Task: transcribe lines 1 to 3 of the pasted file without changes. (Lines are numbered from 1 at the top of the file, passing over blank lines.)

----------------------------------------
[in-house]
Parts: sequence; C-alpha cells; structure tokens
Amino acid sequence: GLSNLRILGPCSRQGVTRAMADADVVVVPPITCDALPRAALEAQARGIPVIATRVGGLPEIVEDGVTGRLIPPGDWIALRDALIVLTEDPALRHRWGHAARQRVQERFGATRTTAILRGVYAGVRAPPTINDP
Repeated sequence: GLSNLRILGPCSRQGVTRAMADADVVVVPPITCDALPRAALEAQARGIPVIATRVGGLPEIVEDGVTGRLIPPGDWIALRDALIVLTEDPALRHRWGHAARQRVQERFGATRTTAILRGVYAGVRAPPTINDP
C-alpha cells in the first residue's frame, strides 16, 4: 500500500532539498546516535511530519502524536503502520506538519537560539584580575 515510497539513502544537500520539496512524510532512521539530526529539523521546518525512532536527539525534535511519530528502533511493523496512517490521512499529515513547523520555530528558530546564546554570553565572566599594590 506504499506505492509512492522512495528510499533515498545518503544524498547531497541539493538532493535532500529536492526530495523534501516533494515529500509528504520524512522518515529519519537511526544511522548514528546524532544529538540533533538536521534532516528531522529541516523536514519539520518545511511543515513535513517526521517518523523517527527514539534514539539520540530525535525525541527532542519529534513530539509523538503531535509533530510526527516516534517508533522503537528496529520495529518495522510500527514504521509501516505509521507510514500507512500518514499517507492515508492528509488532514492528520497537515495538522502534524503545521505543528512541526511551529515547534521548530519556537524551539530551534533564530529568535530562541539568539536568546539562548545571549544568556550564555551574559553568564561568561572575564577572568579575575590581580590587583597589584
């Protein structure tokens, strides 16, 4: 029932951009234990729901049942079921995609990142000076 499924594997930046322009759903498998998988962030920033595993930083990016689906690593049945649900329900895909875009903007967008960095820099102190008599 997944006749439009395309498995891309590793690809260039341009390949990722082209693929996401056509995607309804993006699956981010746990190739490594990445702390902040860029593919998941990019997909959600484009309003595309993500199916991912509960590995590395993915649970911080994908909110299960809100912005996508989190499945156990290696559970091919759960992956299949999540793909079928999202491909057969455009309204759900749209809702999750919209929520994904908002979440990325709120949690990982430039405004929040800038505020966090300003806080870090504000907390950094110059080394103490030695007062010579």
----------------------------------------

[in-house]
Parts: sequence; C-alpha cells; structure tokens
Amino acid sequence: GLSNLRILGPCSRQGVTRAMADADVVVVPPITCDALPRAALEAQARGIPVIATRVGGLPEIVEDGVTGRLIPPGDWIALRDALIVLTEDPALRHRWGHAARQRVQERFGATRTTAILRGVYAGVRAPPTINDP